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Current Japanese encephalitis vaccines are derived from strains of genotype III, yet heterologous genotypes are emerging in endemic areas. Inactivated vaccines given to European travelers were found to elicit protective levels of neutralizing antibodies against heterologous strains of genotypes I–IV.
Japanese encephalitis (JE), a mosquito-borne flaviviral disease, is the leading cause of epidemic encephalitis worldwide, accounting for approximately 70 000 annual cases of clinical disease . Because of the severity of this disease and lack of antivirals, vaccinations are recommended, not only for inhabitants of endemic areas but also for travelers at risk . However, it may not be widely recognized that there are several genotypes of Japanese encephalitis virus (JEV) circulating in endemic areas, and their epidemiology is evolving.
Japanese encephalitis viruses are divided into 5 genotypes (GI–GV). GI and GIII have mainly been isolated in temperate and epidemic areas, whereas GII and GIV have mostly been found in tropical, endemic regions ; GV has only been isolated 3 times . There have been several reports on GI replacing GIII as the dominant genotype in numerous regions [3, 5, 6].
All JE vaccines currently available are based on viral strains belonging to a single genotype, GIII, even if this no longer constitutes the dominant JEV type in many areas. At present, there are hardly any human data on the efficacy of the current inactivated travelers’ vaccines against the circulating JEV genotypes other than GIII. The need to assess the cross-reactive potential of the GIII-derived vaccines has become widely recognized [5–7].
We looked into the vaccine-induced cross-protection against JEV genotypes I–IV after immunization with the 2 inactivated JE vaccines (Ixiaro or Japanese Encephalitis Vaccine GCC) currently given to travelers.
The study population, previously JEV-naive adult volunteers, received a primary series with either a SA14-14-2–based (Ixiaro, Intercell AG, Vienna, Austria; n = 29) or Nakayama-based (Japanese Encephalitis Vaccine GCC, Green Cross Corp, South Korea; n = 12) inactivated GIII JE vaccine before traveling to a JE-endemic area in Asia. The same volunteers had been evaluated for their immune response against the 2 GIII vaccine strains in our previous study exploring the ability of a heterologous vaccine to boost JE immunity . These vaccinees were now evaluated for the presence of neutralizing antibodies against 5 JEV strains representing genotypes I–IV. The research protocol was approved by the ethics committees supervising the investigational sites. The study (EudraCT: 2010-023300-27; ClinicalTrials.gov: NCT01386827) was registered in the databases required and performed in accordance with the principles outlined in the Declaration of Helsinki. All volunteers provided informed consent.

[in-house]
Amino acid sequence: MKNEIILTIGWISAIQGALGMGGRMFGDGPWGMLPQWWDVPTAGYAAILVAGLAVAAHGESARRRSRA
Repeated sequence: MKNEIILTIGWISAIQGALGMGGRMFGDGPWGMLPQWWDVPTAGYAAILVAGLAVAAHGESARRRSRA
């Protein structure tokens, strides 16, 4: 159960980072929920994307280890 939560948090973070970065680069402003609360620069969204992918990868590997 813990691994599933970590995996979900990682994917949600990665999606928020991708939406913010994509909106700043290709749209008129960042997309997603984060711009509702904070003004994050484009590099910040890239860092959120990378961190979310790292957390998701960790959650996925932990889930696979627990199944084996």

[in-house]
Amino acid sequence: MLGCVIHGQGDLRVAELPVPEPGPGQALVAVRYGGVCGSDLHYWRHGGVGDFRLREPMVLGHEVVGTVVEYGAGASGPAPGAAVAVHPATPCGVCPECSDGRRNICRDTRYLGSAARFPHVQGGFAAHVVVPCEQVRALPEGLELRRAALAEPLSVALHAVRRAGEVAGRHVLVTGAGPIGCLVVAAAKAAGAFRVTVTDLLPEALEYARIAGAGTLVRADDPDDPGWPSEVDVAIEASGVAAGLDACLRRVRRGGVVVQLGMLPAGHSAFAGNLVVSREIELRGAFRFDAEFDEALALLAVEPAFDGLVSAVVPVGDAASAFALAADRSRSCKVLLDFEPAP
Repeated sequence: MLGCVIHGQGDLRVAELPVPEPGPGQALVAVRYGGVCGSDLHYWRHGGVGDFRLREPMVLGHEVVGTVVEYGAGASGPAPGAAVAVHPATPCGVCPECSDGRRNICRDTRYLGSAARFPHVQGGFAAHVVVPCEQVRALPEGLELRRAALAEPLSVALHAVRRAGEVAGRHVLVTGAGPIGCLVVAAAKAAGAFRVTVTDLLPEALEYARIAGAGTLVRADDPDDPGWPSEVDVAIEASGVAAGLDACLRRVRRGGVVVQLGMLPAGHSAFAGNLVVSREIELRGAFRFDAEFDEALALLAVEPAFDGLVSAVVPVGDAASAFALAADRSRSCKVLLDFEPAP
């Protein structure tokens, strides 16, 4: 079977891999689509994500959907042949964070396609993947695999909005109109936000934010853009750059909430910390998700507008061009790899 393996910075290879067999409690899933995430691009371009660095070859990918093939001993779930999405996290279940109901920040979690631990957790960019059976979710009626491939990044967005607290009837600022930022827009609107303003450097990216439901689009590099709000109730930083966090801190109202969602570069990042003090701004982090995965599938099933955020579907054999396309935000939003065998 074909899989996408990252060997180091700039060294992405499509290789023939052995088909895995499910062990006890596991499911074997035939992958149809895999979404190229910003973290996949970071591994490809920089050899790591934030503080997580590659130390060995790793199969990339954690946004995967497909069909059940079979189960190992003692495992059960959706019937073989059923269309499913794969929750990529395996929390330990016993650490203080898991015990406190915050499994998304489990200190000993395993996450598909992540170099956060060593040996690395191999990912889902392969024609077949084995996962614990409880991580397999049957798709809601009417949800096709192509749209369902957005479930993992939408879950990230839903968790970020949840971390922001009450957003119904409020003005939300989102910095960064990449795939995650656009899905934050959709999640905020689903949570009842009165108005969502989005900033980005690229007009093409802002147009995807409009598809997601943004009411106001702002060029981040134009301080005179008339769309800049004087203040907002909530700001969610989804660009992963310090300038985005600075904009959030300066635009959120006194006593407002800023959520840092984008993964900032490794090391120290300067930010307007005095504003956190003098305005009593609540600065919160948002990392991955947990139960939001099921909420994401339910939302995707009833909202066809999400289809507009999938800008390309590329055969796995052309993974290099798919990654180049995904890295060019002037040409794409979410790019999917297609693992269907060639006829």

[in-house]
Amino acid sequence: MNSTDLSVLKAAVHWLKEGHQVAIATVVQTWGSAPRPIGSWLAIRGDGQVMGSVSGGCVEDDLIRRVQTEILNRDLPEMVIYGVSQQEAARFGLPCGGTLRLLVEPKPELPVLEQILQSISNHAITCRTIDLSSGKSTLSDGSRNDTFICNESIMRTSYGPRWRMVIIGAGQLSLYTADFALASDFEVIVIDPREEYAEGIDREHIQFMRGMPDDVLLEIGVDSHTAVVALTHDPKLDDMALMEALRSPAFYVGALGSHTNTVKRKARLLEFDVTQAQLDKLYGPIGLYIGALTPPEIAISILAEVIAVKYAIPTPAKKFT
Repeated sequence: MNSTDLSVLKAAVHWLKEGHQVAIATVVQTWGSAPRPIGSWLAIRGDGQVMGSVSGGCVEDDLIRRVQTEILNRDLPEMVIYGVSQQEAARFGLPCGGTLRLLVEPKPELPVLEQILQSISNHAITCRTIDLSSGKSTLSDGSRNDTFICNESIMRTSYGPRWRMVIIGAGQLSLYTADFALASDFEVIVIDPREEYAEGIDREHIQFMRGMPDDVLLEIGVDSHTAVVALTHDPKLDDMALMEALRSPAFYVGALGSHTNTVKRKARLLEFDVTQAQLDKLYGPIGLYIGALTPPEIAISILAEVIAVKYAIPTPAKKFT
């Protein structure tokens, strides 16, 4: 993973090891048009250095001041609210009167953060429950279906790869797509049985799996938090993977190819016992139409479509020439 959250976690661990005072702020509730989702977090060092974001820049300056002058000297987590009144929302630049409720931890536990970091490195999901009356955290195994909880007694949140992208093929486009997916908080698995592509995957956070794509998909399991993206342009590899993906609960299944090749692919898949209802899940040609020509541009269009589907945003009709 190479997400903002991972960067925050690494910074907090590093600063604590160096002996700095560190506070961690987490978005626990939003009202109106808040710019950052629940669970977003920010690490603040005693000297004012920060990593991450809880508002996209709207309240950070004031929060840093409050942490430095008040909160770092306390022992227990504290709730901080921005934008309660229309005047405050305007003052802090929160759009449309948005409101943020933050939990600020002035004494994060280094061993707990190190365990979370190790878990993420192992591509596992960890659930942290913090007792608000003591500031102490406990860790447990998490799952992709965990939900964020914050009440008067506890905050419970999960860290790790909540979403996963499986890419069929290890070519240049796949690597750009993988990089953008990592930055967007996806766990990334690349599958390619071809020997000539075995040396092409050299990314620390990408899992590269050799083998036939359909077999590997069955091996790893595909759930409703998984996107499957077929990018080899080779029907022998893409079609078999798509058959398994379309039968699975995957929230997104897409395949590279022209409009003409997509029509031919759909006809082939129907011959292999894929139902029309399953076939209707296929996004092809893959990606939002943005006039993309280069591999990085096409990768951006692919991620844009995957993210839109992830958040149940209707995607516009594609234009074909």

Eligibility criteria for the study population have been described in detail previously . Moreover, to avoid cross-reactions due to preexisting antibodies, participants found to be seropositive for 1 or more of the JEV test strains before vaccination (n = 5) were excluded from the final analyses.
Serum samples were collected before vaccination (day 0) and 4–8 weeks after the last vaccine dose. The serological analyses were carried out in a blinded manner. All serum samples were tested by the plaque-reduction neutralization test (PRNT) as previously described  using 5 JEV target strains representing genotypes I–IV: SM-1 (GI; isolated in Thailand in 2002), B 1034/8 (GII; isolated in Thailand in 1983), Nakayama (GIII; strain in Japanese Encephalitis Vaccine GCC), SA14-14-2 (GIII; strain in Ixiaro), and 9092 (GIV; isolated in Indonesia in 1981). A PRNT50 titer (the reciprocal of the serum dilution that reduced the virus plaque count by 50% as compared with the virus-only controls) of ≥10 was considered protective .
Statistical analysis was performed with the R 2.13.0 software (R Development Core Team 2011). The statistical significance of differences in seroconversion rates (SCRs) was assessed by 2-sided χ2 tests, and in levels of neutralizing antibodies by 2-sided Wilcoxon exact tests. P < .05 was considered significant.
The background characteristics of the subjects have been described in detail previously . The final study population comprised 22 female and 19 male travelers between the ages of 18 and 61 years (median age, 26.0 years). Most subjects were healthy and of Finnish or Swedish origin; 1 volunteer had asthma.
Figure Figure11 shows the individual PRNT50 titers of neutralizing antibodies against all target strains before and after a primary series with either of the 2 JE vaccines, and the SCRs and geometric mean titers (GMTs) attained for both vaccine groups against all 5 test strains.
Of the 29 travelers immunized with the SA14-14-2–based JE vaccine (Ixiaro), 93%–97% attained protective levels of neutralizing antibodies against the 5 JEV test strains representing genotypes I–IV. One of the subjects did not reach protective PRNT50 titers against any of the strains tested, and another had neutralizing antibodies to GI, GII, and homologous GIII strains (SA14-14-2) but not to heterologous GIII (Nakayama) or the GIV test strain.
Among the 12 travelers who were immunized with the Nakayama-based vaccine (JE Vaccine GCC), the SCRs varied between 83% and 100%, depending on the test strain used. All subjects exhibited a response to the GIII strain homologous to the vaccine strain (Nakayama); 1 subject failed to respond to all other strains, and 1 showed a response to all test strains except the GIII (SA14-14-2).